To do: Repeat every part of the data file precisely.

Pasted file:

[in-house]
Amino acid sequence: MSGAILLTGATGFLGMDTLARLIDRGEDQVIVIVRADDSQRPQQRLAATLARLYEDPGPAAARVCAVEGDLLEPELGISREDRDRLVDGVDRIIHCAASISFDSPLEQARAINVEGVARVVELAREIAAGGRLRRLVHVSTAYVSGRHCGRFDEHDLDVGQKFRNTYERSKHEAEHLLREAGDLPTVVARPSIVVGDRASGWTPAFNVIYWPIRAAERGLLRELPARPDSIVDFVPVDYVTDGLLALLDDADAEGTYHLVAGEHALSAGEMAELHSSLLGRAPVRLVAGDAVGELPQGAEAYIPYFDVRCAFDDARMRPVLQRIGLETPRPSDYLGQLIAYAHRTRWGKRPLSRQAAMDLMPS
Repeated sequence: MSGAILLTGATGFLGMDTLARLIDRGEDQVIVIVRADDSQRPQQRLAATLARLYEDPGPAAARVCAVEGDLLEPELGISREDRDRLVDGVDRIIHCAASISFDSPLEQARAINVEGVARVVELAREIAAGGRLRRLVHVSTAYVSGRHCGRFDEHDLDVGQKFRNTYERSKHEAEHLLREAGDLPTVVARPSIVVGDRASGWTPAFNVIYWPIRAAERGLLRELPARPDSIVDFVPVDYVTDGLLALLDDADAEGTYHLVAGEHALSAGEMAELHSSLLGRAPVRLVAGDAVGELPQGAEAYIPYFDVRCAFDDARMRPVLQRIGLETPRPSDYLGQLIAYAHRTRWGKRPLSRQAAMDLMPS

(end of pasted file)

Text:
[in-house]
Amino acid sequence: MSGAILLTGATGFLGMDTLARLIDRGEDQVIVIVRADDSQRPQQRLAATLARLYEDPGPAAARVCAVEGDLLEPELGISREDRDRLVDGVDRIIHCAASISFDSPLEQARAINVEGVARVVELAREIAAGGRLRRLVHVSTAYVSGRHCGRFDEHDLDVGQKFRNTYERSKHEAEHLLREAGDLPTVVARPSIVVGDRASGWTPAFNVIYWPIRAAERGLLRELPARPDSIVDFVPVDYVTDGLLALLDDADAEGTYHLVAGEHALSAGEMAELHSSLLGRAPVRLVAGDAVGELPQGAEAYIPYFDVRCAFDDARMRPVLQRIGLETPRPSDYLGQLIAYAHRTRWGKRPLSRQAAMDLMPS
Repeated sequence: MSGAILLTGATGFLGMDTLARLIDRGEDQVIVIVRADDSQRPQQRLAATLARLYEDPGPAAARVCAVEGDLLEPELGISREDRDRLVDGVDRIIHCAASISFDSPLEQARAINVEGVARVVELAREIAAGGRLRRLVHVSTAYVSGRHCGRFDEHDLDVGQKFRNTYERSKHEAEHLLREAGDLPTVVARPSIVVGDRASGWTPAFNVIYWPIRAAERGLLRELPARPDSIVDFVPVDYVTDGLLALLDDADAEGTYHLVAGEHALSAGEMAELHSSLLGRAPVRLVAGDAVGELPQGAEAYIPYFDVRCAFDDARMRPVLQRIGLETPRPSDYLGQLIAYAHRTRWGKRPLSRQAAMDLMPS